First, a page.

Target Response

When corporations, small businesses and non-profits build their social media engagement platforms they are finding the need to be aware of the feedback loop this creates with their followers and fans. The key word in social media is ‘social’ and as companies seek to get closer to their base they need to be prepared to respond. Quickly.

Case in point.

Target’s page on Facebook has over 1.4 million ‘likers’. Target uses this interaction to sell product and start discussions. Usually, these discussions center on how much ‘likers’, well, like Target.

However, a brand the size of Target has to expect some bad with the good and just last week they got hit with some bad.

At the corporate level, Target decided to make a large contribution to Minnesota gubernatorial candidate Tom Emmer. That is certainly their right. The problem – for Target – is that Mr. Emmer has been branded as an anti-gay politician. Even though the contribution was made through a legal PAC called Minnesota Forward, and Target is only one of many corporations involved,  this led to some rather nasty postings on Target’s Facebook page – as you can see by this:

  Target Screen Shot 

While this kind of response should have been no surprise to Target’s management team it is interesting to note that after almost a full day Target had not replied to ANY of these posts. Giving Target the benefit of the doubt here, perhaps they approached each poster individually and in private. Or, maybe they made a blanket press release defending/outlining this decision. Either way, to the million plus ‘likers’ it appears that Target is completely ignoring these posted complaints. It is difficult to believe that a company this size does not have staff dedicated to monitoring the conversations.

 Yes, it is difficult to formulate a concise response to such anger. And, yes, starting an argument is not a wise strategy, either. But, saying nothing paints Target as a large, unfeeling, unhearing corporation. The complete antithesis of what social media is all about.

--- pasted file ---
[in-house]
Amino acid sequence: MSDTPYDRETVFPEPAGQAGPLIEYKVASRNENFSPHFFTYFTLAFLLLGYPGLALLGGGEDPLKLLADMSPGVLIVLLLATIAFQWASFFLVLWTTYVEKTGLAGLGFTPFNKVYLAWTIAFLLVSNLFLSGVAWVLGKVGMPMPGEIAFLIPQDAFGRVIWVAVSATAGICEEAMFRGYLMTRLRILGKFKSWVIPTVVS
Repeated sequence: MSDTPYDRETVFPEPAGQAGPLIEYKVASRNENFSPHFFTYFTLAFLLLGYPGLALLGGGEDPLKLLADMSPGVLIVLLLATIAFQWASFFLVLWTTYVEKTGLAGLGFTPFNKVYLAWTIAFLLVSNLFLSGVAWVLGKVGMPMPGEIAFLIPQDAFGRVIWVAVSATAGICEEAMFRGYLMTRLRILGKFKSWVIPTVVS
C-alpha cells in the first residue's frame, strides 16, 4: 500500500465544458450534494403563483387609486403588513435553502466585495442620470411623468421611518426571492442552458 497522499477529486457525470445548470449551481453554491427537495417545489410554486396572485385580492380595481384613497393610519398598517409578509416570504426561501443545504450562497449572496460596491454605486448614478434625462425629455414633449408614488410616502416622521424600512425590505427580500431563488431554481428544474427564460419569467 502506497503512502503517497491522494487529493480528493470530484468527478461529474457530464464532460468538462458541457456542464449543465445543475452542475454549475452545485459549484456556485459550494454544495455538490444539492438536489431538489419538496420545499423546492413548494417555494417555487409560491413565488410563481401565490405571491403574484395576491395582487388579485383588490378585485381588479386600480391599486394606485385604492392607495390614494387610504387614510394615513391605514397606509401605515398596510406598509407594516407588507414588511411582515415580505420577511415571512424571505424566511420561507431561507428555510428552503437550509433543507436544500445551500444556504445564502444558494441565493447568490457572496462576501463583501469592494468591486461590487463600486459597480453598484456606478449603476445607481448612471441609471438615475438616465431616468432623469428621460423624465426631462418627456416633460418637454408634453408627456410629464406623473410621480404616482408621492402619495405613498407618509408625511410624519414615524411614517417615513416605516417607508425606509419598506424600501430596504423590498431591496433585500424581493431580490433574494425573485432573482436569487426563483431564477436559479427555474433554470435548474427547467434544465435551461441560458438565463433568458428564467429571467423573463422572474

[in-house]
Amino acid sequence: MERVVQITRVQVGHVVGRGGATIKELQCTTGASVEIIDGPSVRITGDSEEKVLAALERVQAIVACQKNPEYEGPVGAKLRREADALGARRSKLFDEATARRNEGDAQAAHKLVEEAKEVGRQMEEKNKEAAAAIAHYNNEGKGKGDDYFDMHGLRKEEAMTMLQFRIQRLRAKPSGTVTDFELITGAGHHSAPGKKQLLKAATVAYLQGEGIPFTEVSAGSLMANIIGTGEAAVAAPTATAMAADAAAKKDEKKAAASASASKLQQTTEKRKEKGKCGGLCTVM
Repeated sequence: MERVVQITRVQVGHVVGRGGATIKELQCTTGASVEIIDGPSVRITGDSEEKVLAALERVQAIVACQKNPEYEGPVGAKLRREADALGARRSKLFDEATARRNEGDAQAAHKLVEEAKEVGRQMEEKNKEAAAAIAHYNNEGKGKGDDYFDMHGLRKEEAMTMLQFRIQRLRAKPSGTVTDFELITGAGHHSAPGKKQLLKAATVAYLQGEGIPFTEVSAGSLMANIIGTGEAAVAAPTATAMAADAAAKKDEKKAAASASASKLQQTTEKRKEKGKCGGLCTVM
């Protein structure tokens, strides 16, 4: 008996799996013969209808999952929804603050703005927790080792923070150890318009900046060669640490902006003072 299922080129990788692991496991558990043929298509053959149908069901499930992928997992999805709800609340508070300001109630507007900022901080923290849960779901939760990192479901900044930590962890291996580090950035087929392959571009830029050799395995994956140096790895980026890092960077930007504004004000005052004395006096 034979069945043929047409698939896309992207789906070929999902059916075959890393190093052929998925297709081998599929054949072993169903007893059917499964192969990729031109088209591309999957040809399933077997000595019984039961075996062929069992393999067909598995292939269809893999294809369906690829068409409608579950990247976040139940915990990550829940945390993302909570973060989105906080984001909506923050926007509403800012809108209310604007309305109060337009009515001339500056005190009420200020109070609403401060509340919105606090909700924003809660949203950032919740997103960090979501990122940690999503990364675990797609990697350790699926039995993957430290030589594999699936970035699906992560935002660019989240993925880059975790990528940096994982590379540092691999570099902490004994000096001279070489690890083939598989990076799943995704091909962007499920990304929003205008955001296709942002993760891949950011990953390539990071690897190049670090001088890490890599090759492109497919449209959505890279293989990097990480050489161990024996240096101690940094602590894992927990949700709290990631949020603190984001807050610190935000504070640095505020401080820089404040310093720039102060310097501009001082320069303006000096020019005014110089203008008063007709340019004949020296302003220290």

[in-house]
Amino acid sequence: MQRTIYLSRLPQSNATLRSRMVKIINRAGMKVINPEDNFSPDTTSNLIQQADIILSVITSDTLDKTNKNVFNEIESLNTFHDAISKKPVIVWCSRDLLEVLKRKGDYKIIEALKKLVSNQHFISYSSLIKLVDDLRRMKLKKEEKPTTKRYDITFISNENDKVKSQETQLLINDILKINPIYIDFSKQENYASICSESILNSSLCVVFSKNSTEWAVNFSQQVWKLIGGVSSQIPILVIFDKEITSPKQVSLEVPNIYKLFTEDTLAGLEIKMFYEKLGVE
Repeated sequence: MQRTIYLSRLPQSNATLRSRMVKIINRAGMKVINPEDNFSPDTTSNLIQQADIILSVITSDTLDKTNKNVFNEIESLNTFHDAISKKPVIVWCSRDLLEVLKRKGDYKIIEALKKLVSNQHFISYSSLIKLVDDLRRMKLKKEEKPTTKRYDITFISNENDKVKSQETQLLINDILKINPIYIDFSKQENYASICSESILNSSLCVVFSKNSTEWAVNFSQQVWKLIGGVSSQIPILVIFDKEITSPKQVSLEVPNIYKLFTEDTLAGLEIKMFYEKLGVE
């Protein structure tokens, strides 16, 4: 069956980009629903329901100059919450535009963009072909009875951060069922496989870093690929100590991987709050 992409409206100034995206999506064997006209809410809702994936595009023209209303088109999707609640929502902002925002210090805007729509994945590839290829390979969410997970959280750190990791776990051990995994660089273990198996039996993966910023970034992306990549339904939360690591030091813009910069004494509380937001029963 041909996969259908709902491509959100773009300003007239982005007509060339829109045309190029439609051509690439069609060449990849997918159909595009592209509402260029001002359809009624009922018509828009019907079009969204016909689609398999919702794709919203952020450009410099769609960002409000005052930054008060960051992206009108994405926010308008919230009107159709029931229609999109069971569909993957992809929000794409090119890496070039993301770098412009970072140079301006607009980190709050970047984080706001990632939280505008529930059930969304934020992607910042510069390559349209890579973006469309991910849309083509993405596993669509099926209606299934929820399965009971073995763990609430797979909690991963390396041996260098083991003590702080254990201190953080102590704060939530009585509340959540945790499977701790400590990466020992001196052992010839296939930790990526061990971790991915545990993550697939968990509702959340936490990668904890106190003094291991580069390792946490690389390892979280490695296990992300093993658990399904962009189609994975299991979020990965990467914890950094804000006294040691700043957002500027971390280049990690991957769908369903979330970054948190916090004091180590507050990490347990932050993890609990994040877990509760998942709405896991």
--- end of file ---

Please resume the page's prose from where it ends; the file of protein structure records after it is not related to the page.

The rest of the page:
The point here is that as you begin your social media journey make sure responsiveness is part of your strategy. The more you appear to be listening to your likers or followers the more accessible you become. This helps build a deeper relationship.

 Not to continue to pick on Target, but on the same page a liker asked how they go about getting photos via the Facebook page. After 24 hours – no response from Target.

 Perception is reality and, fairly or not, the perception is that Target is not listening.

 Are you?

Steve Allan

Social Media Specialist


About Steve Allan

I am a Social Media specialist uniquely focused on the management, messaging and marketing of social media platforms for non-profits and small businesses.
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One Response to Target Response

  1. Suzanne Vara says:


    I agree, it does appear that they are not listening. Listening is such a big part of social media as if you are committed to posting they you have to be committed to listening and responding. You have someone to post but no one to respond? How responsible is that? They chose to support a candidate and that is their choice but not responding to customers who have questions about this is a big strange. Though in looking at their page, there does not seem to be much engagement if any from them on any topic. I guess it is a publishing page for them and not a community page.


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